Multicollision Attacks on a Class of Hash Functions
 IACR PREPRINT ARCHIVE
, 2005
"... In a recent paper, A. Joux [7] showed multicollision attacks on the classical iterated hash function. (A multicollision is a set of inputs whose hash values are same.) He also showed how the multicollision attacks can be used to get a collision attack on the concatenated hash function. In this paper ..."
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Cited by 6 (0 self)
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In a recent paper, A. Joux [7] showed multicollision attacks on the classical iterated hash function. (A multicollision is a set of inputs whose hash values are same.) He also showed how the multicollision attacks can be used to get a collision attack on the concatenated hash function. In this paper, we first try to fix the attack by introducing a natural and wide class hash functions. However, we show that the multicollision attacks also exist in this general class. Thus, we rule out a natural and a wide class of hash functions as candidates for multicollision secure hash functions.
The security of abreastdm in the ideal cipher model
"... Abstract. In this paper, we give a security proof for AbreastDM in terms of collision resistance and preimage resistance. As old as TandemDM, the compression function AbreastDM is one of the most wellknown constructions for double block length compression functions. The bounds on the number of q ..."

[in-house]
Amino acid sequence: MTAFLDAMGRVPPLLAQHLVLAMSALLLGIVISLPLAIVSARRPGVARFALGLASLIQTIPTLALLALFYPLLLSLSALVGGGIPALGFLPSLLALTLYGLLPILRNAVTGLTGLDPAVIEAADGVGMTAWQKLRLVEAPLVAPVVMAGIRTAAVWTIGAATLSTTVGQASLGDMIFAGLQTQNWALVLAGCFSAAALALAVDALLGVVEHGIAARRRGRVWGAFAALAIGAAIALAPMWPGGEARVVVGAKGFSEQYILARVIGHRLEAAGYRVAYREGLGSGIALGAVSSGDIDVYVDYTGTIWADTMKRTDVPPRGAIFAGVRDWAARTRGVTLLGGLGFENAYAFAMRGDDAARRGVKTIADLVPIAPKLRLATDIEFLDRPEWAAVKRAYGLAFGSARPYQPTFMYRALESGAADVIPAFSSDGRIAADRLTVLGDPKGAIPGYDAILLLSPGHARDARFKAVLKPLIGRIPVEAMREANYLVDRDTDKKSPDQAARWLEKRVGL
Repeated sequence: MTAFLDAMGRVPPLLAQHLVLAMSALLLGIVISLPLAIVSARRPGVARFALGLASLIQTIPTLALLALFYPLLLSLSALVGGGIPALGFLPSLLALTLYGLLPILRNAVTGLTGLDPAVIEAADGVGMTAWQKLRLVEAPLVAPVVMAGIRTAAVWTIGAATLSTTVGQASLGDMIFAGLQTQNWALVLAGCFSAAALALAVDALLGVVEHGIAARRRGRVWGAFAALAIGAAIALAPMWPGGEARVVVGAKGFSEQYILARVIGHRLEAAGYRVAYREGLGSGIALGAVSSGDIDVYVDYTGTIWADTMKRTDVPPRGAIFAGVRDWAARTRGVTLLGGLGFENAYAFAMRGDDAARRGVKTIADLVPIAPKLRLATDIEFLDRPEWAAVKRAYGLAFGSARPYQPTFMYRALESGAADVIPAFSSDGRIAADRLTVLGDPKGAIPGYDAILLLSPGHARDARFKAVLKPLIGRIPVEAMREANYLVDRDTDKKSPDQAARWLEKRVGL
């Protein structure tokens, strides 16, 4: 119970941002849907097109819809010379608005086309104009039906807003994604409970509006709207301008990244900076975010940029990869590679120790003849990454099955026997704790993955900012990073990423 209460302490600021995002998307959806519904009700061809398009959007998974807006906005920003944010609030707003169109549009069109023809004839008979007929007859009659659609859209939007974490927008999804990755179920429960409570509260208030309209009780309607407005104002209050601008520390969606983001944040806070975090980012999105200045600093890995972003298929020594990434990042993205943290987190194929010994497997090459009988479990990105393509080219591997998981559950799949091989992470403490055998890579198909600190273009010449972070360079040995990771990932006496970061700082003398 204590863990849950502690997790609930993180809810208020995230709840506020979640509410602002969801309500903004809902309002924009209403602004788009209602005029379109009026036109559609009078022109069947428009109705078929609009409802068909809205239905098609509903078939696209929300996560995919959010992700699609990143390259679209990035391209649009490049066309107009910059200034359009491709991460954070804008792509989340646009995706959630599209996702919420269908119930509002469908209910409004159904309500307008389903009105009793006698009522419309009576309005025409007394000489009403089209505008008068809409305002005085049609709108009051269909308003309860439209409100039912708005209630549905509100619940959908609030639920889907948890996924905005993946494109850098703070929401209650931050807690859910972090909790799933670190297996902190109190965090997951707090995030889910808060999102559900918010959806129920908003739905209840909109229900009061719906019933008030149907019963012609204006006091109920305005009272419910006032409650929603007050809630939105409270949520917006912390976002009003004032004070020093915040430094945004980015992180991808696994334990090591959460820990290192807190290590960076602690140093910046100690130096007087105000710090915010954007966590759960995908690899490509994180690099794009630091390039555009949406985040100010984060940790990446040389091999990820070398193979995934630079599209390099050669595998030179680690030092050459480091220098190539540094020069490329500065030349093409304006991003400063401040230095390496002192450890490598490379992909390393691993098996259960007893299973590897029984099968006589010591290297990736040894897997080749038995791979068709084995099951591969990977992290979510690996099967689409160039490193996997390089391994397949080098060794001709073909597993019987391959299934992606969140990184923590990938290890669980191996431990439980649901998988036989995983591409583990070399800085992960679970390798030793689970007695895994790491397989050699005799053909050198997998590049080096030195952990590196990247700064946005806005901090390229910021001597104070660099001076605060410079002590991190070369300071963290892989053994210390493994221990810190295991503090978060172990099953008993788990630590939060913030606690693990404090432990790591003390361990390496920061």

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Cited by 6 (3 self)
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Abstract. In this paper, we give a security proof for AbreastDM in terms of collision resistance and preimage resistance. As old as TandemDM, the compression function AbreastDM is one of the most wellknown constructions for double block length compression functions. The bounds on the number of queries for collision resistance and preimage resistance are given by O (2 n). Based on a novel technique using queryresponse cycles, our security proof is simpler than those for MDC2 and TandemDM. We also present a wide class of AbreastDM variants that enjoy a birthdaytype security guarantee with a simple proof. 1
On the Security of TandemDM
"... Abstract. We provide the first proof of security for TandemDM, one of the oldest and most wellknown constructions for turning a blockcipher with nbit blocklength and 2nbit keylength into a 2nbit cryptographic hash function. We prove, that when TandemDM is instantiated with AES256, i.e. blockle ..."
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Cited by 6 (2 self)